Now I’m not just making all of this up either – I learned about it after stumbling on the source code by accident.

With this particular configuration ls will emit:

  1. $no – once per record at the start of each record

  2. ${type_code} – once immediately preceding each filename to include an abbreviation of the file’s type and always occurring on the same line as and 7 whitespace delimited fields after $no or immediately following a -> denoting a symbolic link’s target.

  3. $ec – once immediately preceding the very first line and thereafter only once immediately following each filename.

  4. All other values are empty.

What follows is a null-delimited ls, and this time I will use cat -A, though, without it, it would look the same as the last example :

LS_COLORS='rs=:no=//:lc=:rc=:ec=//:'$(
set -- di fi ln mh pi so do bd cd or su sg ca tw ow st ex
for fc do printf %s "$fc=/$fc//:"
done) ls -l --color=always | cat -A

total 884$
^@//^@//-rw-r--r-- 1 mikeserv mikeserv    793 Jul  9 11:23 /fi//^@1^@//$
^@//drwxr-xr-x 1 mikeserv mikeserv    574 Jun 24 16:50 /di//^@Desktop^@///$
^@//-rw-r--r-- 1 mikeserv mikeserv    166 Jul  4 23:02 /fi//^@Terminology.log^@//$
^@//-rw-r--r-- 1 mikeserv mikeserv      0 Jul  6 11:24 /fi//^@new$
file^@//$
^@//lrwxrwxrwx 1 mikeserv mikeserv     10 Jul 11 04:18 /ln//^@new$
file$
link^@// -> /fi//^@./new$
file^@//$
^@//-rwxr-xr-x 1 mikeserv mikeserv    190 Jun 22 11:26 /ex//^@script.sh^@//*$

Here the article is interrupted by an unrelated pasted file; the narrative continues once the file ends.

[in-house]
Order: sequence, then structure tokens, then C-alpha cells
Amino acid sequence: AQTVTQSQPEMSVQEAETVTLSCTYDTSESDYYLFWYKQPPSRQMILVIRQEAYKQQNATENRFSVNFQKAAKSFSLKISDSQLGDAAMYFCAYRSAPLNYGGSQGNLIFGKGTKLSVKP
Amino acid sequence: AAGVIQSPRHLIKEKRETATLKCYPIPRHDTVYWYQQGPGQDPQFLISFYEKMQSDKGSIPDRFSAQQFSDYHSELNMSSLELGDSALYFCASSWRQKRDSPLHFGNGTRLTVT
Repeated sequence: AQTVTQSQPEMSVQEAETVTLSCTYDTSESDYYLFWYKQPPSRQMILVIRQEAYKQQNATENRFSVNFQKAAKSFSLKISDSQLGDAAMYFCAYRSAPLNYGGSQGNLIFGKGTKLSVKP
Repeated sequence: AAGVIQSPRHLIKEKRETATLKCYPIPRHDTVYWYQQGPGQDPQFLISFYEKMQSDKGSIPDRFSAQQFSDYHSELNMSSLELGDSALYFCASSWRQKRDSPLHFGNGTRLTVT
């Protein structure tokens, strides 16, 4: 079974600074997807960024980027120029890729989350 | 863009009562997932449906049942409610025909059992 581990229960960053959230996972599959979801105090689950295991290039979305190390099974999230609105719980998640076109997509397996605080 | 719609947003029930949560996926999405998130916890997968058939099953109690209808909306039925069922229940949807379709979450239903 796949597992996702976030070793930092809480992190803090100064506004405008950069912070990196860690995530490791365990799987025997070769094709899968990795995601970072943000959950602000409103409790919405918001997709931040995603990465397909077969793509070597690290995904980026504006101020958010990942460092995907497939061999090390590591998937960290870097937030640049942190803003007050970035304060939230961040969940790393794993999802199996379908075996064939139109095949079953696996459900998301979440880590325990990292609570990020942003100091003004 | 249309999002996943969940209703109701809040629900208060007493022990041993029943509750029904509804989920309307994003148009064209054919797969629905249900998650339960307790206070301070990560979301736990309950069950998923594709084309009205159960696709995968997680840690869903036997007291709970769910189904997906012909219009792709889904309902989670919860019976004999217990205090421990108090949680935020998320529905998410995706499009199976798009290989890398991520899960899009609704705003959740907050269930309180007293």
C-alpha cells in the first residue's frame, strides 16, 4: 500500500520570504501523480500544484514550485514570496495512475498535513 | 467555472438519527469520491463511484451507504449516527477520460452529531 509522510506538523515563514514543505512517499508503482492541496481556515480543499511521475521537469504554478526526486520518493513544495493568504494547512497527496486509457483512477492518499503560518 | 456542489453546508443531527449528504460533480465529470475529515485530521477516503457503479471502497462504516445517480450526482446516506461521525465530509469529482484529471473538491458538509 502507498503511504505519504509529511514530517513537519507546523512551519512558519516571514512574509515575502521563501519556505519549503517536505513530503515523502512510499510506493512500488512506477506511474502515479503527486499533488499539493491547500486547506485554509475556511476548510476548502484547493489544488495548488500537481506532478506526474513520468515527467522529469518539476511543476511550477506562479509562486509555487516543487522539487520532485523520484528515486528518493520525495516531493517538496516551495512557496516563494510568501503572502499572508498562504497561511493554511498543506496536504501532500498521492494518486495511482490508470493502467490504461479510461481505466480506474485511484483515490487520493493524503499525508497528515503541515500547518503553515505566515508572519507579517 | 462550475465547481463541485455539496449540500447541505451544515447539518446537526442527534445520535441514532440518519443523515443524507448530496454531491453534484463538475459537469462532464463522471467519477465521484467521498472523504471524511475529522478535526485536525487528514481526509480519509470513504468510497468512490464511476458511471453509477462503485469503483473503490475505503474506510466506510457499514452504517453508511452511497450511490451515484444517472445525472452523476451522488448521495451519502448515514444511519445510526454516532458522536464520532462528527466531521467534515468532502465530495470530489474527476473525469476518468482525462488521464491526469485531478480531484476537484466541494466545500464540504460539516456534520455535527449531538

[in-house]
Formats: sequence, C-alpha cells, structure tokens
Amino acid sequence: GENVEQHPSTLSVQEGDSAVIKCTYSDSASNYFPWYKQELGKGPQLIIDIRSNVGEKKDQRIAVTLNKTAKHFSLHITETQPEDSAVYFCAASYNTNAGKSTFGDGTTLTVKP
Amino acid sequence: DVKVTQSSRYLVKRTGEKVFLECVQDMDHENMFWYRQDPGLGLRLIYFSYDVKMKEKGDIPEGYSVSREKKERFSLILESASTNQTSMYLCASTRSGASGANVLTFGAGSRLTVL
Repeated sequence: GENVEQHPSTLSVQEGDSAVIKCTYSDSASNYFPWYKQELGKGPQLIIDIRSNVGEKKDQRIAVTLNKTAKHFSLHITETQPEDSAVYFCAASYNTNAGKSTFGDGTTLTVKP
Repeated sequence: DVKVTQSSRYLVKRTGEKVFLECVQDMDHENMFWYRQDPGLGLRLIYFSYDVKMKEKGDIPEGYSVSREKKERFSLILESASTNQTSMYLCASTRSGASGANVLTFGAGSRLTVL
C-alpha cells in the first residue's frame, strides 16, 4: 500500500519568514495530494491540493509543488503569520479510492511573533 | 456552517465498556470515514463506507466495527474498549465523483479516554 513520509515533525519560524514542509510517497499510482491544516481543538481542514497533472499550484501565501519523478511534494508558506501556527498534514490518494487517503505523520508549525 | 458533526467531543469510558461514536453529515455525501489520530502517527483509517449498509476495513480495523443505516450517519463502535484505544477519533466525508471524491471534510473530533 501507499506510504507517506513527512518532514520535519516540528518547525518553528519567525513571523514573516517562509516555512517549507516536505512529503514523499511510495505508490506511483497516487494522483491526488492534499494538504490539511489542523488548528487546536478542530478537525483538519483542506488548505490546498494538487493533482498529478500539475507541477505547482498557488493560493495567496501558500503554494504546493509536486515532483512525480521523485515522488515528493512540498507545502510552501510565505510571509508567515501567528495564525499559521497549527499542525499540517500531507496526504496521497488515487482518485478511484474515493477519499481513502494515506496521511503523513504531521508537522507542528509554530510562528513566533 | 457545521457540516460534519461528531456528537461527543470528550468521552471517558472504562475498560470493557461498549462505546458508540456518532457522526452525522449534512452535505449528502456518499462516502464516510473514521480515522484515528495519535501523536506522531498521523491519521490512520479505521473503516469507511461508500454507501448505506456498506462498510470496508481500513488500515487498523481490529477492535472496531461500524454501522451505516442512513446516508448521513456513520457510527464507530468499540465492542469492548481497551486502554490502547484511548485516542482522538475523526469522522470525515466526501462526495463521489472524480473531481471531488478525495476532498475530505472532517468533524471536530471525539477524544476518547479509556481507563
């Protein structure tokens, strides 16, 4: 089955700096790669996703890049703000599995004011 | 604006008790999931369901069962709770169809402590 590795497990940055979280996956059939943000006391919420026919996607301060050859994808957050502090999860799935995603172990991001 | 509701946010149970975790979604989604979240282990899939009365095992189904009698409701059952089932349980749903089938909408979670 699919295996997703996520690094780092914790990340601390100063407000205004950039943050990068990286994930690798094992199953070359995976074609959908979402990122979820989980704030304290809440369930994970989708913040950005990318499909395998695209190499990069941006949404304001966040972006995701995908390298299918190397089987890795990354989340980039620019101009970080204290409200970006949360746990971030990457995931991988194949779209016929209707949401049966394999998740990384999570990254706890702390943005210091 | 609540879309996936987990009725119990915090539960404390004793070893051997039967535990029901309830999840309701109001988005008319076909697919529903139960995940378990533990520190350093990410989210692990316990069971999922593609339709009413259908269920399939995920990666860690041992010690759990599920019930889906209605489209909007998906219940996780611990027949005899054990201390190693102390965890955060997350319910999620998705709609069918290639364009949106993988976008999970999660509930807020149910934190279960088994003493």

^@//-rw-r--r-- 1 mikeserv mikeserv 433568 Jun 22 17:10 /fi//^@shot-2014-06-22_17-10-16.jpg^@//$
^@//-rw-r--r-- 1 mikeserv mikeserv     68 Jun 17 19:59 /fi//^@target.txt^@//$

And so to reliably remove all symbolic links from a -long listing like this one, you might make a simple change:

LS_COLORS='rs=:no=//:lc=:rc=:ec=/ :'$(
set -- di fi mh pi so do bd cd or su sg ca tw ow st ex
for fc do printf %s "$fc=$fc/:"
done)ln=///: ls -l --color=always | sed ':ln
|///|{N;|n//|!bln};s|.*//||'

My results after running that look like…

total 884
-rw-r--r-- 1 mikeserv mikeserv    793 Jul  9 11:23 fi/1/ 
drwxr-xr-x 1 mikeserv mikeserv    574 Jun 24 16:50 di/Desktop/ /
-rw-r--r-- 1 mikeserv mikeserv    166 Jul  4 23:02 fi/Terminology.log/ 
-rw-r--r-- 1 mikeserv mikeserv      0 Jul  6 11:24 fi/new
file/ 
-rwxr-xr-x 1 mikeserv mikeserv    190 Jun 22 11:26 ex/script.sh/ *
-rw-r--r-- 1 mikeserv mikeserv 433568 Jun 22 17:10 fi/shot-2014-06-22_17-10-16.jpg/ 
-rw-r--r-- 1 mikeserv mikeserv     68 Jun 17 19:59 fi/target.txt/ 

Using some command like to the one I do above:

LSCOLORS=...$(...)fc1=///:fc2=///: ls ... | sed ...

(where fc1 and fc2 are filetypes listed after set -- in the subshell) should serve to reliably remove any combinations of filetypes you could want from ls output regardless of any characters the filenames might contain.

Answered By: mikeserv

Or, simpler:

ls -l | grep -v ^l

Explanation

ls -l means to list in long form. When you do this, the first string of characters gives information about each file. The first character indicates what type each file is. If it’s a symlink, then an l is the first character.

grep -v ^l means to filter out (-v) the lines that start with (^) an l.

Answered By: Jonathan Petitcolas

The answer above lead to the following:

 ls -1F | grep -i "/"

Oddly enough leaving the 1 out of the ls command still gives a list.

Answered By: woodsjay